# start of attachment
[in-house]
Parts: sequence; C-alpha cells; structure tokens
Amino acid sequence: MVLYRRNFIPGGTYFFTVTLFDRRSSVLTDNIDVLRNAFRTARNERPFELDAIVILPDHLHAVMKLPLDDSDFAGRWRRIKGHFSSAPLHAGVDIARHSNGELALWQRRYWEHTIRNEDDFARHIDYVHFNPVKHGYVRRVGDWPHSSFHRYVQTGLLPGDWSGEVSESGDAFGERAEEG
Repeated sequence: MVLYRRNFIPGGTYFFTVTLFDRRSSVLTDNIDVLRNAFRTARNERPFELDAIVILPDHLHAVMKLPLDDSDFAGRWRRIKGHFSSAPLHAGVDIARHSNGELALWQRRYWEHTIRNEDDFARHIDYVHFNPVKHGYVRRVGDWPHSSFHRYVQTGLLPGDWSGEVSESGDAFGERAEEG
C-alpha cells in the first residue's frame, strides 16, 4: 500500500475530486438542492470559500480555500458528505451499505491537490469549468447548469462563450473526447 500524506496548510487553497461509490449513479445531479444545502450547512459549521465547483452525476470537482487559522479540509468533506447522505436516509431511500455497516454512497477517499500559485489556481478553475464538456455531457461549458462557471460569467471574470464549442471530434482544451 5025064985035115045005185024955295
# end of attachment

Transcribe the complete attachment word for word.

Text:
[in-house]
Parts: sequence; C-alpha cells; structure tokens
Amino acid sequence: MVLYRRNFIPGGTYFFTVTLFDRRSSVLTDNIDVLRNAFRTARNERPFELDAIVILPDHLHAVMKLPLDDSDFAGRWRRIKGHFSSAPLHAGVDIARHSNGELALWQRRYWEHTIRNEDDFARHIDYVHFNPVKHGYVRRVGDWPHSSFHRYVQTGLLPGDWSGEVSESGDAFGERAEEG
Repeated sequence: MVLYRRNFIPGGTYFFTVTLFDRRSSVLTDNIDVLRNAFRTARNERPFELDAIVILPDHLHAVMKLPLDDSDFAGRWRRIKGHFSSAPLHAGVDIARHSNGELALWQRRYWEHTIRNEDDFARHIDYVHFNPVKHGYVRRVGDWPHSSFHRYVQTGLLPGDWSGEVSESGDAFGERAEEG
C-alpha cells in the first residue's frame, strides 16, 4: 500500500475530486438542492470559500480555500458528505451499505491537490469549468447548469462563450473526447 500524506496548510487553497461509490449513479445531479444545502450547512459549521465547483452525476470537482487559522479540509468533506447522505436516509431511500455497516454512497477517499500559485489556481478553475464538456455531457461549458462557471460569467471574470464549442471530434482544451 5025064985035115045005185024955295